Turkey and Hungary are the only NATO members that are yet to ratify the accession of Finland and Sweden.
Turkish President Recep Tayyip Erdogan has suggested that Ankara could soon ratify Finland’s application to join NATO and allow the country to join the military alliance separately from Sweden.
Alarmed by Russia’s invasion of Ukraine a year ago, Finland and Sweden abandoned decades of nonalignment and applied to join the alliance. All 30 NATO members have approved their applications, and 28 have ratified their accession. Only Turkey and Hungary have yet to do so.
Turkey’s government accuses Sweden of being too soft on groups that it considers to be “terror” organisations and existential threats, including Kurdish groups.
Turkish officials have also been angered by a series of demonstrations in Sweden, including a protest by an anti-Islam activist who burned the Quran outside the Turkish embassy.
Ankara has said, however, that it has fewer problems with Finland’s membership.
Asked by reporters on Wednesday whether Turkey could ratify Finland’s membership after a visit by Finnish President Sauli Niinisto this week, Erdogan responded: “God willing, if it is for the best.”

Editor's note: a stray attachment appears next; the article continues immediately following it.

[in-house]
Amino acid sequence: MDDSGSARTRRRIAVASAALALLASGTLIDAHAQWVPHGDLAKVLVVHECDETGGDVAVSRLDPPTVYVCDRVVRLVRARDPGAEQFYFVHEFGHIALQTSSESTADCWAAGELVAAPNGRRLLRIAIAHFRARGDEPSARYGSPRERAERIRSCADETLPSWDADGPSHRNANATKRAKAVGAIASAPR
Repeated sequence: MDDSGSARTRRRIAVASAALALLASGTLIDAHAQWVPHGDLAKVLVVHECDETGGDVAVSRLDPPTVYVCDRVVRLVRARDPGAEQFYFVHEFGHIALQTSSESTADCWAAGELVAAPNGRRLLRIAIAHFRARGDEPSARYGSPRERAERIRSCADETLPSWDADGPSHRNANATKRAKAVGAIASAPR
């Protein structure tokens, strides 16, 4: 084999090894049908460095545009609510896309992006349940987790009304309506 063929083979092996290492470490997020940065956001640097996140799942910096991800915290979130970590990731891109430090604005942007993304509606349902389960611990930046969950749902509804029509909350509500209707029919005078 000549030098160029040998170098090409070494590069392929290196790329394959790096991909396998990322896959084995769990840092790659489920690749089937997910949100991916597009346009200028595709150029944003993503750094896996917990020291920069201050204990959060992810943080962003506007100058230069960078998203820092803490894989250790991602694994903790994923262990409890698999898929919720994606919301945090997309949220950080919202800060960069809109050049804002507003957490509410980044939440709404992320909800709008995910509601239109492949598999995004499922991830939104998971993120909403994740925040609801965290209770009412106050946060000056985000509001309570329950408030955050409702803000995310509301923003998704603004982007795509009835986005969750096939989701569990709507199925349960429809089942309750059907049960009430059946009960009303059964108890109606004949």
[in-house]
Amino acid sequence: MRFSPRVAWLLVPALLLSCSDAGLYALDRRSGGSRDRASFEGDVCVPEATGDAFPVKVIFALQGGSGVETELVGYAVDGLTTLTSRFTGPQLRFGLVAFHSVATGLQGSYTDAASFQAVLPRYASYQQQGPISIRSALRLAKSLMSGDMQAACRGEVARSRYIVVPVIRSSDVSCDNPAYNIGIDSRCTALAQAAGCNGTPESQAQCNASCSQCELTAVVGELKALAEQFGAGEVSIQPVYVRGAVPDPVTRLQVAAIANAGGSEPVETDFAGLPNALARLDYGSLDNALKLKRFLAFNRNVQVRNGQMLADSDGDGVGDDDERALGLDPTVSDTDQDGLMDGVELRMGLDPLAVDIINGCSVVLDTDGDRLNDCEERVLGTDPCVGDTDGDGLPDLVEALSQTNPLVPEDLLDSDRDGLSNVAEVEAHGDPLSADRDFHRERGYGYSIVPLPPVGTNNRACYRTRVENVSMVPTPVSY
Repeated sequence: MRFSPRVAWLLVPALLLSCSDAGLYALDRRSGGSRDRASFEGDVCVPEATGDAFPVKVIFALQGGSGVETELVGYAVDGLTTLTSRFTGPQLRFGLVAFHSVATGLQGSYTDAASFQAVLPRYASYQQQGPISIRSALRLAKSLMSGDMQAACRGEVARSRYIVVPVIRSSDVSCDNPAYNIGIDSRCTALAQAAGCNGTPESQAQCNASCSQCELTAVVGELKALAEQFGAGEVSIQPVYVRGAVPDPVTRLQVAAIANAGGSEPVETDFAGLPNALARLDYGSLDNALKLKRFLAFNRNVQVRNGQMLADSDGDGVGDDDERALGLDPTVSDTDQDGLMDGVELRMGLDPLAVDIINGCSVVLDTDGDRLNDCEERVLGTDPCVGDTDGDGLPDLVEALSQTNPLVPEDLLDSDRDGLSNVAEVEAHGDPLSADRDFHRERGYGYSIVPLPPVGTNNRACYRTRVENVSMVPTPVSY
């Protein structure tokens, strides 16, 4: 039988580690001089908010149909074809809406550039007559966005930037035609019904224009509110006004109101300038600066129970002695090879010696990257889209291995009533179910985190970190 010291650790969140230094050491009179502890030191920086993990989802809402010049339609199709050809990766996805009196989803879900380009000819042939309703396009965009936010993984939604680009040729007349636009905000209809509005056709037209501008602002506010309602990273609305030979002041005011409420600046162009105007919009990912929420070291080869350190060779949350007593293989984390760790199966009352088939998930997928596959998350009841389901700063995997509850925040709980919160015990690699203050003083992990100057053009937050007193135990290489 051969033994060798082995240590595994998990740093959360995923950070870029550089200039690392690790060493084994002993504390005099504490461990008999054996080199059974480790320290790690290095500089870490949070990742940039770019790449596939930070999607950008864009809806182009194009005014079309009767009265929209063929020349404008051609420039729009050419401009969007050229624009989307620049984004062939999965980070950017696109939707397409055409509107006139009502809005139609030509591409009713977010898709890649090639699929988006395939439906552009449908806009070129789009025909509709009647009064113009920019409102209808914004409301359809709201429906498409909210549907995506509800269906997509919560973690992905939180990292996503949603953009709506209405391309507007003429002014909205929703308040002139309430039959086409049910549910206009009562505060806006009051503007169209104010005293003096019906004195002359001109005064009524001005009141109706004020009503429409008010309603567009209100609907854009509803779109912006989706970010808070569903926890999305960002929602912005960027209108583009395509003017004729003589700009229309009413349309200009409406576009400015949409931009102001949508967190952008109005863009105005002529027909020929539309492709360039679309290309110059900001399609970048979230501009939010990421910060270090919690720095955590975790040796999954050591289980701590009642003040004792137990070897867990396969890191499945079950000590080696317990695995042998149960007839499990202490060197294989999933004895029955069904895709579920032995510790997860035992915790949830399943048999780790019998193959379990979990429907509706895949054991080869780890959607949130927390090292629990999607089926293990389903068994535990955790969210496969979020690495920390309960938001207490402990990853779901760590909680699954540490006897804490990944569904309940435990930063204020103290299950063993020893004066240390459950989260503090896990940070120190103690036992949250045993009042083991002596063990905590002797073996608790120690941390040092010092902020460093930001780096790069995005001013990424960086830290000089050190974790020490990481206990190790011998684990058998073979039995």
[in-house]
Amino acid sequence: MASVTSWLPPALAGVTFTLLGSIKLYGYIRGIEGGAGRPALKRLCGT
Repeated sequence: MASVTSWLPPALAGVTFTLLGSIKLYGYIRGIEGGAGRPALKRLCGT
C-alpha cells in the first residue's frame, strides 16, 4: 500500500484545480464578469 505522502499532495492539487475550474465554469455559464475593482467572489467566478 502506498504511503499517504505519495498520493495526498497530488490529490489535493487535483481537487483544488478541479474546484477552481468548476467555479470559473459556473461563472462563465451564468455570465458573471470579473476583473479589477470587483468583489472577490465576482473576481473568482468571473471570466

“Whatever the process is, the process will function,” Erdogan said. “We will do our part. We will keep our promise. We will meet with the president on Friday and fulfil the promise we made.”
Niinisto is scheduled to arrive in Turkey along with Foreign Minister Pekka Haavisto on Thursday when the two officials will tour areas affected by devastating earthquakes that hit parts of Turkey and Syria last month.
Niinisto and Erdogan are scheduled to meet in Istanbul on Friday.
The Finnish president said he expects Erdogan to confirm Turkey’s backing, according to the Reuters news agency.
“We knew that when Turkish President Erdogan on his part has decided to ratify Finland’s NATO membership, he wants to meet and fulfil his promise president to president,” Niinisto said in an email to Reuters
Meanwhile, the Turkish president’s positive tone was also echoed by two Turkish officials who spoke to Reuters on the condition of anonymity.
“It is highly likely that the necessary step for Finland’s NATO membership will be completed before [parliament] closes and the election is held,” one of the officials said.
The Turkish parliamentary session is due to end in mid-April ahead of parliamentary and presidential elections scheduled on May 14.
“Positive messages will be given to Finland’s president during his visit,” the second official said.
The United States and other NATO countries are hoping the two Nordic nations will become members of the alliance at a NATO summit due to be held in July 11 in Lithuania’s capital, Vilnius.